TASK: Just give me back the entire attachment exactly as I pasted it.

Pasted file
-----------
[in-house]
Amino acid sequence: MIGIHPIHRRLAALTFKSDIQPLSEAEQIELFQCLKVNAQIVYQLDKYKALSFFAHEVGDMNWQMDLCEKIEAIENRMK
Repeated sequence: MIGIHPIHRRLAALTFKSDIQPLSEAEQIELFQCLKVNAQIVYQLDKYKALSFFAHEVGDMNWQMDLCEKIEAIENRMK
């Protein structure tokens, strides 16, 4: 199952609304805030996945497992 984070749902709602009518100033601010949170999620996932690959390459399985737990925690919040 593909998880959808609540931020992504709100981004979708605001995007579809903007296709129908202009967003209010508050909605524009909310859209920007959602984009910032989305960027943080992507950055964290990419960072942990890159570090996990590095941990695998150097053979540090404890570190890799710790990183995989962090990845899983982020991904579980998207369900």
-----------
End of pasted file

[in-house]
Amino acid sequence: MIGIHPIHRRLAALTFKSDIQPLSEAEQIELFQCLKVNAQIVYQLDKYKALSFFAHEVGDMNWQMDLCEKIEAIENRMK
Repeated sequence: MIGIHPIHRRLAALTFKSDIQPLSEAEQIELFQCLKVNAQIVYQLDKYKALSFFAHEVGDMNWQMDLCEKIEAIENRMK
């Protein structure tokens, strides 16, 4: 199952609304805030996945497992 984070749902709602009518100033601010949170999620996932690959390459399985737990925690919040 593909998880959808609540931020992504709100981004979708605001995007579809903007296709129908202009967003209010508050909605524009909310859209920007959602984009910032989305960027943080992507950055964290990419960072942990890159570090996990590095941990695998150097053979540090404890570190890799710790990183995989962090990845899983982020991904579980998207369900």